Disability advocacy group CCS says early childhood funding rules are short-changing disabled children.
The organisation says many disabled children cannot use their full entitlement to 20 hours a week of free, or near free, early childhood education because one-on-one support for them is capped at 15 hours.
The Education Ministry says there is no cap, but admits that of the 845 children getting support, only two get more than 15 hours a week.
CCS Disability Action chief executive David Matthews said the problem limited disabled children's access to education at a time when the Government was trying increase participation.
"Whilst we are trying to encourage participation of all young children in early childhood education, we're limiting that participation if a child happens to have a significant impairment that requires education support worker support."
Mr Matthews said another problem was that support worker funding did not cover school holidays, which was tough on families in which parents had to work during those holidays.
He said many families felt hard done by.
Canterbury mother Shannon Alker has two 3-and-a-half-year-old daughters, Lily and Abby. Lily has severe disabilities and requires an education support worker for every moment she is at kindy, while Abby does not.
Ms Alker said the gap between the 20 hour funding subsidy and the maximum of 15 hours for support workers was frustrating and disappointing.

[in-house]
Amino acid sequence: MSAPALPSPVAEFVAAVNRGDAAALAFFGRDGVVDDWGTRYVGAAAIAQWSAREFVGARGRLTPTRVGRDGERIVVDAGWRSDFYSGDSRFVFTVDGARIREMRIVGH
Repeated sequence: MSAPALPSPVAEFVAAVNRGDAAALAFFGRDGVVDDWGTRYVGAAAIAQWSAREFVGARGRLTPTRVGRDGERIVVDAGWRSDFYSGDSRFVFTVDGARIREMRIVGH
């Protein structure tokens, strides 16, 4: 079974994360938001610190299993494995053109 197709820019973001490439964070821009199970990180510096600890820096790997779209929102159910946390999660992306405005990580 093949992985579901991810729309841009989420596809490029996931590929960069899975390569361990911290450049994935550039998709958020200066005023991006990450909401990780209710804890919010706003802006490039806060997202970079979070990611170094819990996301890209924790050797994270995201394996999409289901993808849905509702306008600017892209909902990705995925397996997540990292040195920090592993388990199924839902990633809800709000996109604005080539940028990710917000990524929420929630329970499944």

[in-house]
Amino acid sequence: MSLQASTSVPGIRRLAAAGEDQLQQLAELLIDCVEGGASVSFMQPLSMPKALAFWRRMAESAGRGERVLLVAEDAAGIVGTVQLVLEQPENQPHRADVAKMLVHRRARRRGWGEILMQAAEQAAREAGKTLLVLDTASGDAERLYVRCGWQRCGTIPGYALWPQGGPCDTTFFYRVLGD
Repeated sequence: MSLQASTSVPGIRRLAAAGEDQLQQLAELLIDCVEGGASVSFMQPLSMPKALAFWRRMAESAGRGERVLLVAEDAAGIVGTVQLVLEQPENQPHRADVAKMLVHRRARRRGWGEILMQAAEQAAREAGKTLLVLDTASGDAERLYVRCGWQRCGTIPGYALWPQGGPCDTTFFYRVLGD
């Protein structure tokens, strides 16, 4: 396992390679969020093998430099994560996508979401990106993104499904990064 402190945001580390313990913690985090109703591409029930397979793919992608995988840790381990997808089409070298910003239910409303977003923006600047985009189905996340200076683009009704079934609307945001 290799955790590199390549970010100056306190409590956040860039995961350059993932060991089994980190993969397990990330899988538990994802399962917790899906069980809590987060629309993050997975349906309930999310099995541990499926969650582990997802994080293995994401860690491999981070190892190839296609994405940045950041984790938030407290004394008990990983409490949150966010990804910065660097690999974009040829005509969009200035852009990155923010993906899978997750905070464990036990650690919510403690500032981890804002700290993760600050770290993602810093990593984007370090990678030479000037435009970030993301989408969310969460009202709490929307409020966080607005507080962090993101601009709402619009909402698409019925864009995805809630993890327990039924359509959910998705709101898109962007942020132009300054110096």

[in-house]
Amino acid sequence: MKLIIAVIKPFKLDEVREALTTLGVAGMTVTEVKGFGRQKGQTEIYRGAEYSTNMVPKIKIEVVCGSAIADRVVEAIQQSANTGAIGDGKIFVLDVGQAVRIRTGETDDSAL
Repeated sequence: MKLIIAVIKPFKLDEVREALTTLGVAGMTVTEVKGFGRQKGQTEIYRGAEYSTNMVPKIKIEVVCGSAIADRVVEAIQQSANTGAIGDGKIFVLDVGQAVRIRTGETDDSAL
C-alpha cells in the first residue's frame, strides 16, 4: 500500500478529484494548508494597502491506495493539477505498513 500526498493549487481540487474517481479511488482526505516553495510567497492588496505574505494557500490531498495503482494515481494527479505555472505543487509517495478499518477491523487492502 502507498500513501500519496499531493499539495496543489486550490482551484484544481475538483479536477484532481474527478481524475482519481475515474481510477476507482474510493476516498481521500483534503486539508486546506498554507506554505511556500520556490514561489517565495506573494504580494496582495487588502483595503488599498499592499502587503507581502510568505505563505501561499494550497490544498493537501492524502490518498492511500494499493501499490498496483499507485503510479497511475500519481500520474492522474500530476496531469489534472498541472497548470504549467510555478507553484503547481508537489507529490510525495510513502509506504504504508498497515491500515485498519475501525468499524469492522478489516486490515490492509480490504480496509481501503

"Clearly that's five hours short of the 20 hours a week that my daughter Abby is eligible for, so it creates an access barrier for Lily to attend an early childhood education centre for the 20 hours that an otherwise healthy, normal, for want of a better phrase, child has."
Shannon Alker said Lily and Abby were not yet in early education for many hours, but there should not be a barrier to increasing Lily's attendance.
"It's actually a form of discrimination," she said. "Lily's being discriminated against for access issues to education on the grounds of disability. It's not okay."
The Education Ministry's head of sector enablement and support, Katrina Casey, said there was no formal limit on the number of hours early childhood support workers could work with young children with special needs.
"For example, there is a total of nine children receiving 15 or more support worker hours from the ministry - two children are receiving 16 hours - and we expect that number to rise."
Ms Casey said children should be able to attend any early childhood service without discrimination.